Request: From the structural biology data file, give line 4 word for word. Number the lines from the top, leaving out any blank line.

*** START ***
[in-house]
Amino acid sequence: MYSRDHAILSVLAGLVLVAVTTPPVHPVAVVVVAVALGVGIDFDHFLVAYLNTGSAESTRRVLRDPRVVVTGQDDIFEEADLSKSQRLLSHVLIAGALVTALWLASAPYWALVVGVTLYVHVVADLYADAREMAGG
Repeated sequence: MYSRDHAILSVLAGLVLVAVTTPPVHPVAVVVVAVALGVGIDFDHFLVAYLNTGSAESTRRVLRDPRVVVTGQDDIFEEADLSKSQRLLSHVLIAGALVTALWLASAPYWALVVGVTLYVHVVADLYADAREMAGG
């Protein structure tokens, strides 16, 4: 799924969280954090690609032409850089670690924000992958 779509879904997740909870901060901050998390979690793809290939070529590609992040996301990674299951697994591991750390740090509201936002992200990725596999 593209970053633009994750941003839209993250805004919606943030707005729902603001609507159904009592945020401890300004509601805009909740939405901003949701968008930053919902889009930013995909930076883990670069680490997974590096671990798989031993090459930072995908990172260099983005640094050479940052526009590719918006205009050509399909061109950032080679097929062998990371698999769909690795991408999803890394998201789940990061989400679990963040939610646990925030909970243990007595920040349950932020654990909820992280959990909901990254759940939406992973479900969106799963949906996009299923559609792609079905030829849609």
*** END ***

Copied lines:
């Protein structure tokens, strides 16, 4: 799924969280954090690609032409850089670690924000992958 779509879904997740909870901060901050998390979690793809290939070529590609992040996301990674299951697994591991750390740090509201936002992200990725596999 593209970053633009994750941003839209993250805004919606943030707005729902603001609507159904009592945020401890300004509601805009909740939405901003949701968008930053919902889009930013995909930076883990670069680490997974590096671990798989031993090459930072995908990172260099983005640094050479940052526009590719918006205009050509399909061109950032080679097929062998990371698999769909690795991408999803890394998201789940990061989400679990963040939610646990925030909970243990007595920040349950932020654990909820992280959990909901990254759940939406992973479900969106799963949906996009299923559609792609079905030829849609």